The former capital is rich in culture, surrounded by various tombs, palaces, and temples. We’ve picked out our eight favorite things to do while staying in Hue.
Boat Ride on the Song Huong River
During the autumn, the flower orchards around the river fall into the water, giving it a perfume-like aroma. Hence, it is also known as the Perfume River. Enjoy a guided boat ride along the river for some scenic views of Hue.
Lang Co Beach
Lang Co is a good stop-by beach with a majestic view if you are ever on your way from Hue to Hoi An. You can enjoy a BBQ seafood lunch at one of the beachside shack cafes. Due to the different tides levels, it is not recommended that you go for a swim, but the view is scenic.
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Dong Ba Market
If you want to immerse yourself in the culture of Hue, then spend some time at Dong Ba Market.
Dong Ba Market is considered the largest marketplace in central Vietnam. This open-air market attracts 5,000 to 7,000 people daily and is bursting with local culture.
And while a lot of Dong Ba Market features items geared toward tourists, it largely caters to locals.
This is the best place to go if you want to shop for freshly prepared Vietnamese food. When trying the different foods in the market, make sure to try some che, (or sweet soup), which Hue is well known for.
Don’t miss out the tasty “che” (sweet soup) in Hue
Enjoy Your Bowl of Bun Bo Hue
This Vietnamese noodle soup originates from Hue, a city in Central Vietnam. This dish is greatly admired for its balance of spicy, sour, salty, and sweet flavors. The broth is the main ingredient that gives the soup its distinctive flavor. It requires preparation time by simmering beef bones and beef shank in lemongrass with fermented shrimp paste and spicy chili oil. The noodle used is thicker than the Pho, and other complex ingredients include beef brisket, pork leg, blood pudding, thinly sliced pork sausage, diced scallions, white onions, laksa, lime wedge, cabbage, perilla, banana flower, bean sprouts, mints, and tofu.
Read more on our MUST-TRY Vietnamese foods
Visit the Citadel and Royal Tombs
Lies in the heart of Hue is the ancient citadel – which marked what used to be the capital of Vietnam. Another great way to taste the culture is by visiting a few of the tombs surrounding Hue, Vietnam.
It should take a whole morning to fully observe the citadel of Hue as there are countless of monuments and old buildings to check out. Here, you can get a deep historical understanding of the feudal era in Vietnam, or – if you are not much of a history enthusiast, you can spend time capturing the captivating Vietnamese architecture of the past. Be mindful that the weather in Hue can get really hot, while the dress code for historical sites in Vietnam is conservative. We advise visitors to choose modest yet breathable clothing; carrying drinking bottles and umbrellas is also a good idea.
In terms of the king’s burial, while there are seven to choose from, the famous tombs are the tombs of Minh Mang, Tu Duc, Khai Dinh, and Dong Khanh, as they are within the center of the city.
Tu Duc’s tomb, located 5km south of Hue, has expansive grounds, so if you want to see it all, then be prepared to set aside plenty of time. However, you won’t be seeing the tomb where Tu Duc was laid to rest, as he was buried in a secret location elsewhere in Hue.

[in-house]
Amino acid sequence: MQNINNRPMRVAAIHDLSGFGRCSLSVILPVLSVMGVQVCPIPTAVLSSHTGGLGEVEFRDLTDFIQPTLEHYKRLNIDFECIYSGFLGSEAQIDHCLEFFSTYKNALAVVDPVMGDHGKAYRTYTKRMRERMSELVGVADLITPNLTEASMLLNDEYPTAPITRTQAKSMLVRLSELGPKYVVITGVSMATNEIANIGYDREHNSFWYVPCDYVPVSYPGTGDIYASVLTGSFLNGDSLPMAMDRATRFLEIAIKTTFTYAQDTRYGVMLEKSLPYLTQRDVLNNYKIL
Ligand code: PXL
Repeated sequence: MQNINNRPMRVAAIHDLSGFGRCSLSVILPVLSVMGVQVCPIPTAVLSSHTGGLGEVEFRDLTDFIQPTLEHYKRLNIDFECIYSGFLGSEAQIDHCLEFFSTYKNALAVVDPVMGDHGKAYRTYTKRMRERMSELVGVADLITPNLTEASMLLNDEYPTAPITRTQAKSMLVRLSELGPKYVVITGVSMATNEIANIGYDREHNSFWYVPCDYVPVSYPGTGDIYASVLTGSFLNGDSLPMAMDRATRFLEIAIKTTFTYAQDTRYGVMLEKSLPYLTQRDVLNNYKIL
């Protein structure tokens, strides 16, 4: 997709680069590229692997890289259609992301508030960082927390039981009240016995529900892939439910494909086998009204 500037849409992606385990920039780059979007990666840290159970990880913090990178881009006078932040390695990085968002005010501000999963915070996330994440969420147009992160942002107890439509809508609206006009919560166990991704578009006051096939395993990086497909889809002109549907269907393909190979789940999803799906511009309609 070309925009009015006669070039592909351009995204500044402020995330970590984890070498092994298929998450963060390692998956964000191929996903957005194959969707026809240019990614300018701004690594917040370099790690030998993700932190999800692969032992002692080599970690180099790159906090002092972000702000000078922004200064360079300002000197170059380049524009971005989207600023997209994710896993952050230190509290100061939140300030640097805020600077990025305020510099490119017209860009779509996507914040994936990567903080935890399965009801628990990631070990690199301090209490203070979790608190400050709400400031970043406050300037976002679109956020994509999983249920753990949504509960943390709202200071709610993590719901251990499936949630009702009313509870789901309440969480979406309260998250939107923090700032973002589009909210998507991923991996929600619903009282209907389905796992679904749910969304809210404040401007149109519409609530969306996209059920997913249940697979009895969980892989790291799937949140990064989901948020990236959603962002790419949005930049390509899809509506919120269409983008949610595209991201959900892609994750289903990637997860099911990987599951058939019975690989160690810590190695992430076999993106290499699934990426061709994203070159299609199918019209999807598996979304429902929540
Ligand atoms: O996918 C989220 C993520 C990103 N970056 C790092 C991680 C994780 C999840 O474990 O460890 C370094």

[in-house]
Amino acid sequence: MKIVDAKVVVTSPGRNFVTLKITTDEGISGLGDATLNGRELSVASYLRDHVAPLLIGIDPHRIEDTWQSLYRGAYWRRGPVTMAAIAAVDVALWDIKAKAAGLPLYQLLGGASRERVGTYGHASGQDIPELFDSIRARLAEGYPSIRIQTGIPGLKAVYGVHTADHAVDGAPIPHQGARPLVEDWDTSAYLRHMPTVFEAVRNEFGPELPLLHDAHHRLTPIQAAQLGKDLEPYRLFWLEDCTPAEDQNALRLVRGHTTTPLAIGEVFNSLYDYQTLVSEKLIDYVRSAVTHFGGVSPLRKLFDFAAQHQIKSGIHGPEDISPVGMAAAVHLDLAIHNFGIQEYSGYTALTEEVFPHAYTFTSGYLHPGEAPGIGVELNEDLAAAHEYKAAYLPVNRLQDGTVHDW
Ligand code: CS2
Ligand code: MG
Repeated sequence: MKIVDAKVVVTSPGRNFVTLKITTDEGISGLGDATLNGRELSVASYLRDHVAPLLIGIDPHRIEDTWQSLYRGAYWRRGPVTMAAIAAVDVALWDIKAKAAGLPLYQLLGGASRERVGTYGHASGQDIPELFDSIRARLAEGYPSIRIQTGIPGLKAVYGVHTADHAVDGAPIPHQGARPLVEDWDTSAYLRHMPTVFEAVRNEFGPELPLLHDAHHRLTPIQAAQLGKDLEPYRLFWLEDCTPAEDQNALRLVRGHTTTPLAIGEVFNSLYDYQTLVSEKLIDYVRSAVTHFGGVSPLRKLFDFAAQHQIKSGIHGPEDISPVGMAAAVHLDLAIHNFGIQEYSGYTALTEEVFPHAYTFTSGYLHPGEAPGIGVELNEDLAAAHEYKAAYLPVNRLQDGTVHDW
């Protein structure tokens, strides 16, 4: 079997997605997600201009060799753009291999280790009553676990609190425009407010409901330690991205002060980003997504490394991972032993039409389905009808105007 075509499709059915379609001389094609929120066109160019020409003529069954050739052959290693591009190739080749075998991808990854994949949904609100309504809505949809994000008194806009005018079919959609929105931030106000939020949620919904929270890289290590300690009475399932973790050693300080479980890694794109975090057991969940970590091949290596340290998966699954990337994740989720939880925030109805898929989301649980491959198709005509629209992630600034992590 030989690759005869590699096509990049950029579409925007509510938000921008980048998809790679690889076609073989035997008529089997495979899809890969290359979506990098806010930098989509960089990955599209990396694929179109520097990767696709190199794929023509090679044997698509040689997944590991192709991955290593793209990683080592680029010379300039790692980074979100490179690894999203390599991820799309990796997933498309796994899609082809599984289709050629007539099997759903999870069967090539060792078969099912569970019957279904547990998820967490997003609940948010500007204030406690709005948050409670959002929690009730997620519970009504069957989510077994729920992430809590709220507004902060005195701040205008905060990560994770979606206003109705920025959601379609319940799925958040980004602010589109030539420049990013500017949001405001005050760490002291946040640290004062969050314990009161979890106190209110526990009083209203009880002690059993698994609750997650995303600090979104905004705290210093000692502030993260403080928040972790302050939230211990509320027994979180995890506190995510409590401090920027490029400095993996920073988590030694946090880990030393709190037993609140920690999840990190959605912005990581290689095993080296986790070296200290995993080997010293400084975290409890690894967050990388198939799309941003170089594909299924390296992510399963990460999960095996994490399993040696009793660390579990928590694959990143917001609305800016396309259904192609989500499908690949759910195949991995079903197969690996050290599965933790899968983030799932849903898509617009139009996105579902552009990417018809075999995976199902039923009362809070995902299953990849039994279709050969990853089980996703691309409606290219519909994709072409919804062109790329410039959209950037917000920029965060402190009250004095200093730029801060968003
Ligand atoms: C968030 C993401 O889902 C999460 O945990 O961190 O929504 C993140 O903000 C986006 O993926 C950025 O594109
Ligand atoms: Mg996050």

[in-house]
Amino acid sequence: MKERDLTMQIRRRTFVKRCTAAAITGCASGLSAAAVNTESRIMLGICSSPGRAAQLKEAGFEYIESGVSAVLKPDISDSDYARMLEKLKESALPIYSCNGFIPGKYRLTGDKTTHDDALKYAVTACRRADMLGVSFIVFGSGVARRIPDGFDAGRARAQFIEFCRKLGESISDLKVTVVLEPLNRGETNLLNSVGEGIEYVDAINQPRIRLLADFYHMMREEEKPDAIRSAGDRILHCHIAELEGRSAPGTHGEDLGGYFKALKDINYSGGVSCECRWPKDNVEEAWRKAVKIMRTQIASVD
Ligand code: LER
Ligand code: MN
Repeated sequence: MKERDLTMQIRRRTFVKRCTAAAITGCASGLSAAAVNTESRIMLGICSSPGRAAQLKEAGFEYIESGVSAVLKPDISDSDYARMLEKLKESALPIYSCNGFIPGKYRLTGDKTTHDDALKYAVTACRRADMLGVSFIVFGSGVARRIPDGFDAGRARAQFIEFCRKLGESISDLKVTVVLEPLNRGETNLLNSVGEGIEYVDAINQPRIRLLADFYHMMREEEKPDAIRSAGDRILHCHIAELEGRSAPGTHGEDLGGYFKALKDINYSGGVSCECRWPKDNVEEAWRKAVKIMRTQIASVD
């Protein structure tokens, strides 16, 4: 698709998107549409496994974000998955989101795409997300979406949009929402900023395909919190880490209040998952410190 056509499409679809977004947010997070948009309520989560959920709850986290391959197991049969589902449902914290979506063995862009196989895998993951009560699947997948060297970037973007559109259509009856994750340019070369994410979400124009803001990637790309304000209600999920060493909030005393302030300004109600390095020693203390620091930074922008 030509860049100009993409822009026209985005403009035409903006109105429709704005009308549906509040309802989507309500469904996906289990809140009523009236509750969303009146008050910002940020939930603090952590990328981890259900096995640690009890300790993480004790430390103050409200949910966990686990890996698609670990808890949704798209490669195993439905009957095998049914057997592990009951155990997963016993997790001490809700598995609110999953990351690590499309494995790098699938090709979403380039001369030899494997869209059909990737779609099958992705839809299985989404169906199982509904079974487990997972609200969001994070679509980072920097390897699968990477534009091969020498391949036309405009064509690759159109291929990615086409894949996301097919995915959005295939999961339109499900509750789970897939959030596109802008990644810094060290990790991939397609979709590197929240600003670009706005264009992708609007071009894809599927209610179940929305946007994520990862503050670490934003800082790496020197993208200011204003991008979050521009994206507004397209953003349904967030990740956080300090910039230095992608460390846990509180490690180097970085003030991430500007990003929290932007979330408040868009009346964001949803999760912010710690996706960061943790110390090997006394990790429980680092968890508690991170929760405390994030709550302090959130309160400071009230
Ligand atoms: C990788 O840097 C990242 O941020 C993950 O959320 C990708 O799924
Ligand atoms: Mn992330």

The tomb of Khai Dinh is different from what you might expect, especially if you visit it after checking out Hue’s other tombs. Due to Emperor Khai Dinh’s close association with France, it has a mixture of Vietnamese and European architecture.
Thien Mu Pagoda
When deciding what to do in Hue, make time to visit this pagoda.
Overlooking the Perfume River, the Thien Mu Pagoda, or “Heavenly Lady” pagoda, is seven stories tall and seen as an unofficial city symbol.
You can also view the Austin motorcar that the monk Thich Quang Duc used to drive to Saigon in 1963 for his self-immolation protest against the Diem regime.
Thanh Toan Bridge
While this isn’t the most time-consuming site to visit, it still has cultural significance and is lovely to see.
Located about 7km east of Hue, Vietnam, this Japanese-style footbridge was arranged to be built by Tran Thi Dao, who was the wife of a high-ranking local official.
She suggested the bridge be built to help transportation and communication since the canal separated the village. In 1925, an altar was placed on the bridge in her honor.
Nowadays, you can stroll under the covered bridge and find locals relaxing in the shade.
Bach Ma National Park
If you are staying in Hue, plan for at least a day’s visit to Bach Ma National Park. Although, there is so much do here that you could stay overnight and make it a two-day trip.
It’s about an hour outside of Hue, the drive is worth it and the coastal route that takes it there is an adventure in itself.
With over 1,400 species of plants, this park prides itself on its biodiversity. You can also spot plenty of native wildlife, featuring over 1/3 of the bird species found in Vietnam. A bird watcher’s dream!
Aside from observing local flora and fauna, you can hike one of the many trails to take a dip in a bracing waterfall or check out the villas built by the French in the 1930s that have been left to the elements.
Read more on Spectacular National Parks in Vietnam
Final Thoughts on Planning a Trip to Hue
When planning a trip to Vietnam, make sure you don’t skip out on the rich culture and excitement Hue offers. As stated earlier, Hue has many attractions, and we’ve only listed our eight favorites.
For less hassles in your trip, look up a trusted luggage shipping service so you can arrive in Vietnam at ease.
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